Transmission spectra are vital for probing the atmospheres of exoplanets, which motivates a deep theoretical understanding of how to interpret them. In the first part of the talk, I will review the theory of transmission spectra using both order-of-magnitude arguments and heuristic highlights of theoretical formalism. I will use a validated analytical formula for the transit radius to discuss the degeneracies inherent in interpreting transmission spectra. Specifically, transmission spectra lack an absolute normalisation, due to the a priori unknown relationship between a reference transit radius and its corresponding reference pressure. For ~1000 K atmospheres (or hotter), transmission spectra are insensitive to the pressure and temperature variations probed, with the implication that parameter exploration using a fixed grid in pressure (for the model atmosphere) may not completely elucidate the degeneracies involved. In the second part of the talk, I will discuss how the sodium and potassium lines may be used to quantify the degree of cloudiness in an exoplanetary atmosphere. Specifically, the difference in transit radius between the line core and wing can be straightforwardly calculated for a cloud-free atmosphere, and any deviation from this reference indicates the presence of clouds/hazes (of unknown composition, geometry and size distribution). I will discuss the tentative trend that hotter atmospheres appear to be less cloudy at the wavelengths probed by the alkali metal lines. I will also compare my findings to the study of Stevenson (2016), which uses the 1.4-micron spectral feature of water in the HST-WFC3 bandpass to quantify cloudiness. More generally, I will discuss how a combination of the alkali metal lines and CHEOPS and TESS photometry will enable us to efficiently screen a sample of objects for whether they possess atmospheres and if they are cloudy.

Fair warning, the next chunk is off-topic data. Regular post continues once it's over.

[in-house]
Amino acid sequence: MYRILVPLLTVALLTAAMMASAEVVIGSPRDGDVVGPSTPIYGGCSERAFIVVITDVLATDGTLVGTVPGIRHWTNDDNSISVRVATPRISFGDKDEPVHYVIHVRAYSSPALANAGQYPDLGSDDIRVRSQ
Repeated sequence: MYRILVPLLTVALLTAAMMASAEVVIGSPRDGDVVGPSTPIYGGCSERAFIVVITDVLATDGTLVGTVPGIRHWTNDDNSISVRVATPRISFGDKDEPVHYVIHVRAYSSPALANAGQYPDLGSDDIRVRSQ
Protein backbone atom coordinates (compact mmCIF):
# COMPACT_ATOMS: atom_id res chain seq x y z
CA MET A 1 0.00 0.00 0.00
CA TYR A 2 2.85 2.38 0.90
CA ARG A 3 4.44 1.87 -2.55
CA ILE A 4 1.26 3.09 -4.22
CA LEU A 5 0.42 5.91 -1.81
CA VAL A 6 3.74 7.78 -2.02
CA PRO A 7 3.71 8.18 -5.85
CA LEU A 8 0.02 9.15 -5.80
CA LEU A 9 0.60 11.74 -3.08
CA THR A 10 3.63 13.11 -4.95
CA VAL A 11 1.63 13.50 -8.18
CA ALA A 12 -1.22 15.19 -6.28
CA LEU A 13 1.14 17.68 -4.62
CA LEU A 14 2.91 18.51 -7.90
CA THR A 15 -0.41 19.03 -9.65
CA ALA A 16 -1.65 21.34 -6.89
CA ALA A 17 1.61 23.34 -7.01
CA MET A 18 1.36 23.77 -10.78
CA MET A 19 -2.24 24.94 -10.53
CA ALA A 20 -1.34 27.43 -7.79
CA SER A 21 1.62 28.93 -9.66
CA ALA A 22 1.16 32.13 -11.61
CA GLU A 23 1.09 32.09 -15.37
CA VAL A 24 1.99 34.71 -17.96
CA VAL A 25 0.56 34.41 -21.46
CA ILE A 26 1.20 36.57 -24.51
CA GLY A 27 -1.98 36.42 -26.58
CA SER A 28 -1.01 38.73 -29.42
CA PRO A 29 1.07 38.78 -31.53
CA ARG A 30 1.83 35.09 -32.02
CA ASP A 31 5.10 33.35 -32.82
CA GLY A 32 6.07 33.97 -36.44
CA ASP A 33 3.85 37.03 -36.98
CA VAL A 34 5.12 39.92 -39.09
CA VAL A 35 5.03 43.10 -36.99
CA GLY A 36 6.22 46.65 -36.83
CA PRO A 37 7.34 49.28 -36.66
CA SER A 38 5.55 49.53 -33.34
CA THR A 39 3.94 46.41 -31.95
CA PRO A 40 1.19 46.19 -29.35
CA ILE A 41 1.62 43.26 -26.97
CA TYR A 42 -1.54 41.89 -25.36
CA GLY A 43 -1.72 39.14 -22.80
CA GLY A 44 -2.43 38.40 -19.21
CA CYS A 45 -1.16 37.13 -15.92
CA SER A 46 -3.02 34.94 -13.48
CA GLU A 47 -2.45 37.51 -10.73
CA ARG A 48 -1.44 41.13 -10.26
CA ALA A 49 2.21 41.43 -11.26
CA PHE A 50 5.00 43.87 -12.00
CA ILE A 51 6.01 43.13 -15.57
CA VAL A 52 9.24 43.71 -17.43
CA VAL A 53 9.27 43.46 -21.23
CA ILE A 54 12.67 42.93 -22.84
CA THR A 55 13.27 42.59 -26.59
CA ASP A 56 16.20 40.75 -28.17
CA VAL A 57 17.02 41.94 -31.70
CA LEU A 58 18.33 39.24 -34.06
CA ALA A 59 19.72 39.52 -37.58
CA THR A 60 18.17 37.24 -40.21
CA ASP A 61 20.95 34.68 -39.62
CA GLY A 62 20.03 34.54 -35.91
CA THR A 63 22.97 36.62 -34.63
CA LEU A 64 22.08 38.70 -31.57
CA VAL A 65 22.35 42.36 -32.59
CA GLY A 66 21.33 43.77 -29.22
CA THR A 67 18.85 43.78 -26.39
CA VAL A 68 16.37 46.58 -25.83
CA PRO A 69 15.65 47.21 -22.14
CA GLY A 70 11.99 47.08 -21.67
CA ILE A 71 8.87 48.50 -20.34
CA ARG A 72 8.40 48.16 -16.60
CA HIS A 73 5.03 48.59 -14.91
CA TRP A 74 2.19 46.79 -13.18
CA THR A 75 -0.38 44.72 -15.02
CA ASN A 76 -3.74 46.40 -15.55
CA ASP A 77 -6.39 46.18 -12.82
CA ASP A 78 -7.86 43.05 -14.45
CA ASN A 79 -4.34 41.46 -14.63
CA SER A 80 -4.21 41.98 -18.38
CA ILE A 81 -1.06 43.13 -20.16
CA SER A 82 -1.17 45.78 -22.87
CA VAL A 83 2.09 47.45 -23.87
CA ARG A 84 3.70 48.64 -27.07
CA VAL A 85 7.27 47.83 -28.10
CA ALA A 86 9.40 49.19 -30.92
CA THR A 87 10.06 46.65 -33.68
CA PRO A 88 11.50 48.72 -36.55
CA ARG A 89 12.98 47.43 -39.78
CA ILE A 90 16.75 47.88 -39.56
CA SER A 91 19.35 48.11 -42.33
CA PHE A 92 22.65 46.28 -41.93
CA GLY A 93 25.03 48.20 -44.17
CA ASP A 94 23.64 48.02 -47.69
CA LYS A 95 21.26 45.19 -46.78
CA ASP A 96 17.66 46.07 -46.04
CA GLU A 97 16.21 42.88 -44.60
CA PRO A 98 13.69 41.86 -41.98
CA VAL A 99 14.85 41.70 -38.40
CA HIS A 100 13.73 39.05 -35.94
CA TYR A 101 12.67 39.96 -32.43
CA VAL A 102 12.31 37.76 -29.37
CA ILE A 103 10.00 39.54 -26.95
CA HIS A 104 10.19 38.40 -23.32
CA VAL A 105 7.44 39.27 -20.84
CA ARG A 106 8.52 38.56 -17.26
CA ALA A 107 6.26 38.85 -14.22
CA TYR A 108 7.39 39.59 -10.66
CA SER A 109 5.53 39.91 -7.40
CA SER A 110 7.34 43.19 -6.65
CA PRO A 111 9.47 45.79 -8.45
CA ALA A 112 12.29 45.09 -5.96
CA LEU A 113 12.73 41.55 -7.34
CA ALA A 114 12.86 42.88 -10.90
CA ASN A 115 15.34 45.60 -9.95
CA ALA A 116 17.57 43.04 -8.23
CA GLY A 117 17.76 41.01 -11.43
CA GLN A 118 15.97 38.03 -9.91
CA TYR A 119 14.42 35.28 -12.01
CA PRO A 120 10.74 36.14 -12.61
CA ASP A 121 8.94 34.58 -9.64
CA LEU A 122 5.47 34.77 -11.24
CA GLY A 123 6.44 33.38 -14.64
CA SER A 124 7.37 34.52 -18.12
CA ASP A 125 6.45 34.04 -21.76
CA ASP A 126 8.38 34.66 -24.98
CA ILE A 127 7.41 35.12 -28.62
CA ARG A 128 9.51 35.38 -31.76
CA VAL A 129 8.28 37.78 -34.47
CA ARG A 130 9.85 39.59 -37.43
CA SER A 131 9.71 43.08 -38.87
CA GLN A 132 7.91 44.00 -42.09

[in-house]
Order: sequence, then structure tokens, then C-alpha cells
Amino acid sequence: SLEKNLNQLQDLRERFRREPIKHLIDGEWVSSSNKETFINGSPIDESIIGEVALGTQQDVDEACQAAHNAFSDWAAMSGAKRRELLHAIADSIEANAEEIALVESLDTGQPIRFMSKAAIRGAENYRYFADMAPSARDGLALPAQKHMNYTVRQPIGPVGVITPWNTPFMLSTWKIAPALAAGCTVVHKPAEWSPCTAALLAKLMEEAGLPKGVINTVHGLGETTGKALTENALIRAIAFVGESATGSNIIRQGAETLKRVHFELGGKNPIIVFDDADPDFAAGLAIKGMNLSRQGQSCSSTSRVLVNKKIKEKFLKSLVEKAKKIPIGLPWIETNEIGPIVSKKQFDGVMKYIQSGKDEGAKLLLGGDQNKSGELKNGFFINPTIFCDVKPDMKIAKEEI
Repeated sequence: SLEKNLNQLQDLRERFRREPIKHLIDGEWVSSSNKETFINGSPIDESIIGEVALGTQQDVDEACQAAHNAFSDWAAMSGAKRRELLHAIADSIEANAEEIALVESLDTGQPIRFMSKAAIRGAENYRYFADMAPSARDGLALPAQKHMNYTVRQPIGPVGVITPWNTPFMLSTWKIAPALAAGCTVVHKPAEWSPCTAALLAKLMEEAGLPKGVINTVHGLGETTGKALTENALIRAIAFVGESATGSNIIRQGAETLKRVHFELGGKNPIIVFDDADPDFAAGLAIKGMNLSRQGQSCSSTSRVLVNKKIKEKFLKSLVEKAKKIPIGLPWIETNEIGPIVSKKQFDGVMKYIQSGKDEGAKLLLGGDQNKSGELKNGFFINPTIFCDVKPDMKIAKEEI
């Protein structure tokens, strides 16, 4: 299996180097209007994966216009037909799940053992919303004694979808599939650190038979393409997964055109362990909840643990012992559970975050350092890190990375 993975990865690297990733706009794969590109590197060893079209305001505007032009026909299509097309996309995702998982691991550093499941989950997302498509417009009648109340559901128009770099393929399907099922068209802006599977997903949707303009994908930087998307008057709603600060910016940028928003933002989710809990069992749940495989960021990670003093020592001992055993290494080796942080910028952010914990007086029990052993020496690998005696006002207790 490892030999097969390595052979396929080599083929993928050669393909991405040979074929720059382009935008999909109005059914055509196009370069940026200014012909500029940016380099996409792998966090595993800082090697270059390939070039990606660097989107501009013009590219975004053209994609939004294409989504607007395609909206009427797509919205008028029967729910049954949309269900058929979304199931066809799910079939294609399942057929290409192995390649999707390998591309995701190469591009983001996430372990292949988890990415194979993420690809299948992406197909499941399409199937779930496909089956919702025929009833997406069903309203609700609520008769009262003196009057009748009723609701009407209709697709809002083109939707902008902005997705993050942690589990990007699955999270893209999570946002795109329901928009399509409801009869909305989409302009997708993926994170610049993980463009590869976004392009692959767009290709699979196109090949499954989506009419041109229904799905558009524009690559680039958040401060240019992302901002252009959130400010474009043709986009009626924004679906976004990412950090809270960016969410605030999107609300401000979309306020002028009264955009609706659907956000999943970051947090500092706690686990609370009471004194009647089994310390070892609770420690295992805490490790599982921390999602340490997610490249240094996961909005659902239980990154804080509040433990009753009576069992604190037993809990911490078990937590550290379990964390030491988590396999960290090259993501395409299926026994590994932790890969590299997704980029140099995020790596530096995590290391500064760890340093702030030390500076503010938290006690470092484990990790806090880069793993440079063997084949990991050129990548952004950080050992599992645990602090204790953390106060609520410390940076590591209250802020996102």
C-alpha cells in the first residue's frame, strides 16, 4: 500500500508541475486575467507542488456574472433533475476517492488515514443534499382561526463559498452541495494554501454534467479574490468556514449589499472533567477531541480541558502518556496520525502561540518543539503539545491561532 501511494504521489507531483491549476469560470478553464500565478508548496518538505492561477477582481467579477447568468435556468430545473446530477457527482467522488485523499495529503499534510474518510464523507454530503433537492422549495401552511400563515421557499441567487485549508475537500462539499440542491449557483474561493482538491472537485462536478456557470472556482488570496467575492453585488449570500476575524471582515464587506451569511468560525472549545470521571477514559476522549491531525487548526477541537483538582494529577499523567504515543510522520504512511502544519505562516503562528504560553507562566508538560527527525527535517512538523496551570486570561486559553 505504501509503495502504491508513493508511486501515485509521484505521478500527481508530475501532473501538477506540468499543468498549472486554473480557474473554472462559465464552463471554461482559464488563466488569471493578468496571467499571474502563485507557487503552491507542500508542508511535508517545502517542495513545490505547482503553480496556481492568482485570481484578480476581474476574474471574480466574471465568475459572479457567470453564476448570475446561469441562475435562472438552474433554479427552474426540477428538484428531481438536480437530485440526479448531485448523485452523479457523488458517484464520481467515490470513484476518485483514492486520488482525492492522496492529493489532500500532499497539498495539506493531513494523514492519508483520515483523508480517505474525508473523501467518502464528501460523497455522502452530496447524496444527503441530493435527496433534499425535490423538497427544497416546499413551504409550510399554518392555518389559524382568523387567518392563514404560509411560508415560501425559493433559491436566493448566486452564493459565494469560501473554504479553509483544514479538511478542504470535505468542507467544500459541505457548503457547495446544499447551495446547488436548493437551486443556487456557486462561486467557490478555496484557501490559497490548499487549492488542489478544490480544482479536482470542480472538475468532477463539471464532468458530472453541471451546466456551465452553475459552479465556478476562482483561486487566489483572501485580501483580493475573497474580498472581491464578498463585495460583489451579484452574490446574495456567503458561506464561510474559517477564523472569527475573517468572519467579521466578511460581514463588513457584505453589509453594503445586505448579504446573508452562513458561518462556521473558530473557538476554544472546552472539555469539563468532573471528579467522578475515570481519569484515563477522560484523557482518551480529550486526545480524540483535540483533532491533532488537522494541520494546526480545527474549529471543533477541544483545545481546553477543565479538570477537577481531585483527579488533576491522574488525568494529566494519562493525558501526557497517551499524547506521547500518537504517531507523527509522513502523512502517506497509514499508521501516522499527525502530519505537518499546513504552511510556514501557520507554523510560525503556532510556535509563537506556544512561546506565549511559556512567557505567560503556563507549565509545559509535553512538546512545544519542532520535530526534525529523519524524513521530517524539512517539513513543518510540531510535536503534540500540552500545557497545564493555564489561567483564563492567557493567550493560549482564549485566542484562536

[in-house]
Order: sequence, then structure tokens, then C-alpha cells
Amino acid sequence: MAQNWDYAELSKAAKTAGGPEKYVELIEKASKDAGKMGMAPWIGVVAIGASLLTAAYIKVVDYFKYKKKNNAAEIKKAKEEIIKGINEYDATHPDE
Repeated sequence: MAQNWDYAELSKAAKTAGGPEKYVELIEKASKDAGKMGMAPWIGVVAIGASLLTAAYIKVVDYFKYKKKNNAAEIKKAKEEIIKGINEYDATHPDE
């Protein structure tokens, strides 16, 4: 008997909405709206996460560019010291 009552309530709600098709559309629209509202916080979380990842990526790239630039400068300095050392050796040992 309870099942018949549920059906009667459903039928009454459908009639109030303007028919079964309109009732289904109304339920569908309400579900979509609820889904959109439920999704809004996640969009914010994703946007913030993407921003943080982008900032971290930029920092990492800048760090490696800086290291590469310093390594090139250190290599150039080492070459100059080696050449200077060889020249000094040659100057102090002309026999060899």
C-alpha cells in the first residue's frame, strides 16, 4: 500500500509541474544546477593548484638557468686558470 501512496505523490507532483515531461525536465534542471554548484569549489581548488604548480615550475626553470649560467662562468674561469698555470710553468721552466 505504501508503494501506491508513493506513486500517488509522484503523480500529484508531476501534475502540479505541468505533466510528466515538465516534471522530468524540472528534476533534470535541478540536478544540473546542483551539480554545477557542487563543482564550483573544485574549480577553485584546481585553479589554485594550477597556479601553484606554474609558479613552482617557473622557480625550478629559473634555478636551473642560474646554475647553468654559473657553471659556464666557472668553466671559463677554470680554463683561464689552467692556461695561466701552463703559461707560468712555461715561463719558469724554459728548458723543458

Host: Nevin Weinberg